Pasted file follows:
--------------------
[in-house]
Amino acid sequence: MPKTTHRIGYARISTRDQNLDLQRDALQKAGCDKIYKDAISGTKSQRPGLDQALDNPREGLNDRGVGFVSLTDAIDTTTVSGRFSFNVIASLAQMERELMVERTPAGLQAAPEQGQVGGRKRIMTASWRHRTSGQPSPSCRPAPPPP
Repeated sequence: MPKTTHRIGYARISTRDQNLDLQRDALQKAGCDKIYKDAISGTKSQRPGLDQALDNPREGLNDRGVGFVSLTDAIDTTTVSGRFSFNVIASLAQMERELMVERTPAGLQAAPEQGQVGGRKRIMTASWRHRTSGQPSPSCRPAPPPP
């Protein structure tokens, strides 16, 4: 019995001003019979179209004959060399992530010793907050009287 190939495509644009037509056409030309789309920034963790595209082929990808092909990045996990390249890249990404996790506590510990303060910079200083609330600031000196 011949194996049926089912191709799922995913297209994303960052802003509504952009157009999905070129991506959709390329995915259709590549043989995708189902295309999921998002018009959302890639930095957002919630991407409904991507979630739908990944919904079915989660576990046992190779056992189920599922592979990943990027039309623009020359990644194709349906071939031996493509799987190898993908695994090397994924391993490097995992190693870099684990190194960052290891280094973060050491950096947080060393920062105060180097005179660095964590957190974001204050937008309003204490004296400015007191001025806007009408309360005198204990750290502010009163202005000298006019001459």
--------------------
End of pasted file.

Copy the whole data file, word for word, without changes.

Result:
[in-house]
Amino acid sequence: MPKTTHRIGYARISTRDQNLDLQRDALQKAGCDKIYKDAISGTKSQRPGLDQALDNPREGLNDRGVGFVSLTDAIDTTTVSGRFSFNVIASLAQMERELMVERTPAGLQAAPEQGQVGGRKRIMTASWRHRTSGQPSPSCRPAPPPP
Repeated sequence: MPKTTHRIGYARISTRDQNLDLQRDALQKAGCDKIYKDAISGTKSQRPGLDQALDNPREGLNDRGVGFVSLTDAIDTTTVSGRFSFNVIASLAQMERELMVERTPAGLQAAPEQGQVGGRKRIMTASWRHRTSGQPSPSCRPAPPPP
């Protein structure tokens, strides 16, 4: 019995001003019979179209004959060399992530010793907050009287 190939495509644009037509056409030309789309920034963790595209082929990808092909990045996990390249890249990404996790506590510990303060910079200083609330600031000196 011949194996049926089912191709799922995913297209994303960052802003509504952009157009999905070129991506959709390329995915259709590549043989995708189902295309999921998002018009959302890639930095957002919630991407409904991507979630739908990944919904079915989660576990046992190779056992189920599922592979990943990027039309623009020359990644194709349906071939031996493509799987190898993908695994090397994924391993490097995992190693870099684990190194960052290891280094973060050491950096947080060393920062105060180097005179660095964590957190974001204050937008309003204490004296400015007191001025806007009408309360005198204990750290502010009163202005000298006019001459």